Avon Products Inc. gave a total of $2,500 last year, with its largest contribution -- $1,000 -- going to Moynihan.

American Cyanamid gave $3,750 to Democrats and $2,000 to three Republicans. Its largest contributions -- $1,000 each -- went to Lieberman, Sen. Connie Mack (R., Fla.) and Rep. John Dingell (D., Mich.), who chairs the House Energy and Commerce Committee. That panel oversees the Food and Drug Administration and has done investigations of the nation's drug industry.

The PAC of Hercules Inc. gave $4,500 to seven Democrats and $3,500 to three Republicans, with Utah's Hatch receiving the largest contribution of $2,000.

Hatch also received $2,000 from Eli Lilly & Co.'s PAC. The PAC gave a total of $11,500 to 17 Democrats and $9,000 to 10 Republicans.

Eli Lilly also gave $2,000 contributions to Sen. Richard Lugar (R., Ind.), a member of the Senate Nutrition and Forestry Committee, and to Sen. Charles Robb (D., Va.), a member of the Senate Commerce, Science and Transportation Committee.

Cosmetics executives also made political contributions, according to the FEC.Leonard Lauder, Estee Lauder president, gave a total of $5,000, with $1,000 contributions going to Rep. Gary Ackerman (D., N.Y.), Sen. Edward Kennedy (D., Mass.), chairman of the Senate Labor Committee, and to Hatch.

His brother, Ronald Lauder, who is chairman of the European Development Co., has given $500 to the Political Club for Growth. Ronald Lauder also is a Lauder board member.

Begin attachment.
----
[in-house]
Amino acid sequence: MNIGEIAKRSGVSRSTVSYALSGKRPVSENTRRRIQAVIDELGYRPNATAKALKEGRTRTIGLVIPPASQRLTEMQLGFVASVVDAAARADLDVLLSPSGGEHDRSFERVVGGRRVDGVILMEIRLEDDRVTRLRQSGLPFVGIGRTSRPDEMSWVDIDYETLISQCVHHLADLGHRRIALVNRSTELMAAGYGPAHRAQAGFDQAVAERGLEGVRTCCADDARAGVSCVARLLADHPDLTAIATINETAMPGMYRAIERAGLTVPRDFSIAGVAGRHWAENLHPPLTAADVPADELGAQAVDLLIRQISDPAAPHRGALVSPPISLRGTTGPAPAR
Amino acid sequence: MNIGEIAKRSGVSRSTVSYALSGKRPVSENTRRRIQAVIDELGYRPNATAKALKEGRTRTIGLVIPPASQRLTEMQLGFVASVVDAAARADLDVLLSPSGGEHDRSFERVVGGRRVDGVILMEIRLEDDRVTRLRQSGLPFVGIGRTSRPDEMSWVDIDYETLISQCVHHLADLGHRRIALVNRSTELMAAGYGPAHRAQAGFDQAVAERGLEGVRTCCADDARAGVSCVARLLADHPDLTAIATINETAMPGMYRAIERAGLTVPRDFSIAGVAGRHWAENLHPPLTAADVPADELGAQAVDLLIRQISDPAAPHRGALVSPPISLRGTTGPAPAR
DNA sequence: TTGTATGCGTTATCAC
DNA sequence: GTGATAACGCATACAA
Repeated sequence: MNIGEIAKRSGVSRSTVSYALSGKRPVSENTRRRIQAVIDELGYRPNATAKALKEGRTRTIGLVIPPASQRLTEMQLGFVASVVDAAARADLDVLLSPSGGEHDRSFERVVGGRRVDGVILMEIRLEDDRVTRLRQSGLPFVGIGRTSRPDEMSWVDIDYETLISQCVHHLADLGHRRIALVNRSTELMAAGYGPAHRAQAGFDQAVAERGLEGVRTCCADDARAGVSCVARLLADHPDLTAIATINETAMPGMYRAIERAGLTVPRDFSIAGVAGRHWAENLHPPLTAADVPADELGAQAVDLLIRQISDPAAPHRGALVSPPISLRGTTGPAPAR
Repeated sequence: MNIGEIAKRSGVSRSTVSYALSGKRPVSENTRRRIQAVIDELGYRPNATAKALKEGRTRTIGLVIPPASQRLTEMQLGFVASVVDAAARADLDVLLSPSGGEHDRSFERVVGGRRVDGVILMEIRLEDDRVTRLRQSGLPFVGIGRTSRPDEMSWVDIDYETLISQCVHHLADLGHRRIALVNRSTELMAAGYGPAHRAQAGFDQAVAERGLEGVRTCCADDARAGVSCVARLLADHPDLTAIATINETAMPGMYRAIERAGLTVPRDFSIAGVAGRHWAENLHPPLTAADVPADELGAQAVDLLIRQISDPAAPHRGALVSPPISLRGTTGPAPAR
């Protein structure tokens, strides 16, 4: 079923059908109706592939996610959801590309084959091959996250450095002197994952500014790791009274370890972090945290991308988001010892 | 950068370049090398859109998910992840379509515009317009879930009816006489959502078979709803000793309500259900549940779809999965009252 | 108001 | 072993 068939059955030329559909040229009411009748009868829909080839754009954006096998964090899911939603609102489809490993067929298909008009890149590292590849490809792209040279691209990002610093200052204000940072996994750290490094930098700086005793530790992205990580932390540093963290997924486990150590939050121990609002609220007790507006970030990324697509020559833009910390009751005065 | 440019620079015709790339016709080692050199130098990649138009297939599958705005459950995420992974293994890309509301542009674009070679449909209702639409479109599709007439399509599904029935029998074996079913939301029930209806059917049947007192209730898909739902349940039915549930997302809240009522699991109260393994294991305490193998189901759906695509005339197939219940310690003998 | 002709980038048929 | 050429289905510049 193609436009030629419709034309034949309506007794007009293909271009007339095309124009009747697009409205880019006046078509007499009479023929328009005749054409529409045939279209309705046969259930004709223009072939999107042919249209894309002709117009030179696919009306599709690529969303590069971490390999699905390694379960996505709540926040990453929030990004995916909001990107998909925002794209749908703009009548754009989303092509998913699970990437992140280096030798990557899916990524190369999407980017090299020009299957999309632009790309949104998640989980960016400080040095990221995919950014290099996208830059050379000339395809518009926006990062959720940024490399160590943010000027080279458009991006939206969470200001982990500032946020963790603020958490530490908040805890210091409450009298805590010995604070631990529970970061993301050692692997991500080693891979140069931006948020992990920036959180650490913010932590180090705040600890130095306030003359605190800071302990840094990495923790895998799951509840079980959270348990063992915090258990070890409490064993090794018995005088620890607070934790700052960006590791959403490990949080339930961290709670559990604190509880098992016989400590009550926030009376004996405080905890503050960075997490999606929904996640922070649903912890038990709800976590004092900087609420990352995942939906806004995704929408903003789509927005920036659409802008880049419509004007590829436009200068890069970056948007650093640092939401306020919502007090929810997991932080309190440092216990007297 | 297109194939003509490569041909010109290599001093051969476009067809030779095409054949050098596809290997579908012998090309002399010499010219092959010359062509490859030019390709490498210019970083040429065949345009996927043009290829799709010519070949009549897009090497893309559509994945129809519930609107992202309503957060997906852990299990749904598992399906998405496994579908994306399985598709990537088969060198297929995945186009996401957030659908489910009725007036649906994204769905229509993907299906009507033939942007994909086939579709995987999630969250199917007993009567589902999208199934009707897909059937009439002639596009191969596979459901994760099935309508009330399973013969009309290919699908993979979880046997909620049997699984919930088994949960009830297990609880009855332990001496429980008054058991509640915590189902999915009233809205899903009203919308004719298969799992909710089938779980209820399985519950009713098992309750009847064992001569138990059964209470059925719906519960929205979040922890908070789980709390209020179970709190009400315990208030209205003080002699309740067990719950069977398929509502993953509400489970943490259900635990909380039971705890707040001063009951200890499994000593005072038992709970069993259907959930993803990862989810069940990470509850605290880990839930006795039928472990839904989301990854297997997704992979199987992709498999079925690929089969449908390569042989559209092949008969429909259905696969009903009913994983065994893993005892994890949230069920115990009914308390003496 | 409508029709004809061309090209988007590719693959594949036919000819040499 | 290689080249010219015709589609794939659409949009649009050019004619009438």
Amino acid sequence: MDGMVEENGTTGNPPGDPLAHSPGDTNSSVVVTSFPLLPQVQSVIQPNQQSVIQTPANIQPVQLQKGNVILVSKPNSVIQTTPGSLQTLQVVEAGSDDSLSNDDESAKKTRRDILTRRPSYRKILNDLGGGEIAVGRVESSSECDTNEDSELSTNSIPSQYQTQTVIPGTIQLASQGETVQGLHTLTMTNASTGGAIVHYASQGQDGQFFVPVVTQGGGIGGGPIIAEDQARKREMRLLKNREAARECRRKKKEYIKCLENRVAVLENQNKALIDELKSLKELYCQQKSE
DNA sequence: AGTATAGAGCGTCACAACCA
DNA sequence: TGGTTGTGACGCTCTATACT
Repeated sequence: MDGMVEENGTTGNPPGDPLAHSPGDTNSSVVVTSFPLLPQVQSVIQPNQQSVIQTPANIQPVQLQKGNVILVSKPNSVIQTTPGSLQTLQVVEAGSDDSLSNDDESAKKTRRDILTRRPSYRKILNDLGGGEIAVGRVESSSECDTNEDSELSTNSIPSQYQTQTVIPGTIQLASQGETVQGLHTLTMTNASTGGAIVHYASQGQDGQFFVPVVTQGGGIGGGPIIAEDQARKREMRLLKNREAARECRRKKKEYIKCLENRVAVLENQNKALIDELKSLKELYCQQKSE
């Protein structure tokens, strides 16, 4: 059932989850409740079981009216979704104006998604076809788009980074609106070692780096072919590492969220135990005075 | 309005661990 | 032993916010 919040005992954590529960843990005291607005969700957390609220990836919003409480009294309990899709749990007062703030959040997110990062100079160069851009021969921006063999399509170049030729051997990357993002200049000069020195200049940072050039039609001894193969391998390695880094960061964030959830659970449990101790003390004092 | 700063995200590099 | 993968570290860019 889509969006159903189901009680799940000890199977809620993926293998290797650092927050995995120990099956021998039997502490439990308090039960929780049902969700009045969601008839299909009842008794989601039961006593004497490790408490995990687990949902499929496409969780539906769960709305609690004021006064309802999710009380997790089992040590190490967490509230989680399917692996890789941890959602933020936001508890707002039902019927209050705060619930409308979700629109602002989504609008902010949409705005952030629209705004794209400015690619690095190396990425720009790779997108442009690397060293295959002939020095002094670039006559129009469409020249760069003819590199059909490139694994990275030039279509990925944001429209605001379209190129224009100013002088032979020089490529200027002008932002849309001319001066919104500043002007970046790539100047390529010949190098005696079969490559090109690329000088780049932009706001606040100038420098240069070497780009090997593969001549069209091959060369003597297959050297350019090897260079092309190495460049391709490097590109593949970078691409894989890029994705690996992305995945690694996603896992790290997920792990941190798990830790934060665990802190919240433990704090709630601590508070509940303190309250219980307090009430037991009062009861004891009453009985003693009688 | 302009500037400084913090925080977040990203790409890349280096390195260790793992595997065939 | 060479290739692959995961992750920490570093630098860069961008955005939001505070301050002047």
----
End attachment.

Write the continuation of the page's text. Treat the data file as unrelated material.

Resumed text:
Revlon chairman Ronald Perelman has so far given $12,500 to political candidates. According to the FEC, he has given $7,500 to the Democratic Senatorial Campaign Committee; $2,000 to Sen. Kent Conrad (D., N.D.), a member of the Nutrition and Forestry and Finance committees; $1,000 to Rostenkowski, and $2,000 to Sen. Dennis DeConcini (D., Ariz.), a member of the Senate Appropriations and Judiciary committees.

Mary Kay Cosmetics Inc. chairman Richard R. Rogers has so far given $5,250, primarily to candidates of his home state, Texas.

One recipient of Rogers's generosity was Rep. Martin Frost (D., Texas), who received $500. Frost is a member of the House Rules Committee, the panel that sets the rules of floor debate for legislation.

Unsuccessful Senate candidate Bob Krueger got $500 from Rogers, as did Rep. Joe Barton (R., Texas), a member of the House Energy and Commerce Committee.

Richard Gelb, chief executive officer of Bristol-Myers Squibb Co., has so far given $9,500, according to the FEC. His contributions include $2,000 to Texas Republican Sen. Kay Bailey Hutchison; $1,000 to the Texas Republican Congressional Committee; $500 to New York's Rangel, and $1,000 to Rhode Island's Chafee.

The Cosmetics, Toiletry and Fragrance Association gave $5,030 to nine Democrats and $7,850 to 14 Republicans, according to the FEC.

The CTFA's biggest contributions went to Sen. Jim Jefford (R., Vt.), a member of the Labor and Human Resources Committee, $1,000; Rep. Thomas Bliley (R., Va.), an Energy and Commerce Committee member, $1,000; Rep. Roy Rowland (D., Ga.), another Energy and Commerce Committee member, $2,069; Rostenkowski, $1,000; Energy and Commerce Committee chairman Dingell, $1,000, and House Republican Leader Robert Michel (R., Ill.), $1,000.